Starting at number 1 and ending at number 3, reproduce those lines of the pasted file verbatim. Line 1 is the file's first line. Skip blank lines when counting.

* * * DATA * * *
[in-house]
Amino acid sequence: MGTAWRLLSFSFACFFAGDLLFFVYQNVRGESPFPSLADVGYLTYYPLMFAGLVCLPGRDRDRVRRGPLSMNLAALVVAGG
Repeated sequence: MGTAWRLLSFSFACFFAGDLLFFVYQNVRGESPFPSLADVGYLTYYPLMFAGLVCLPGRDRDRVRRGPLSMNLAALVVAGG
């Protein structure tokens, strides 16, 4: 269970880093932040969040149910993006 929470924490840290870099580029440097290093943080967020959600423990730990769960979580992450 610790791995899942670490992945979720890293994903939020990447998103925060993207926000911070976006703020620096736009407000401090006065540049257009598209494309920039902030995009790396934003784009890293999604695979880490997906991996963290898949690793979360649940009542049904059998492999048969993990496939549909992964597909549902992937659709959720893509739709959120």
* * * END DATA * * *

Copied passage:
[in-house]
Amino acid sequence: MGTAWRLLSFSFACFFAGDLLFFVYQNVRGESPFPSLADVGYLTYYPLMFAGLVCLPGRDRDRVRRGPLSMNLAALVVAGG
Repeated sequence: MGTAWRLLSFSFACFFAGDLLFFVYQNVRGESPFPSLADVGYLTYYPLMFAGLVCLPGRDRDRVRRGPLSMNLAALVVAGG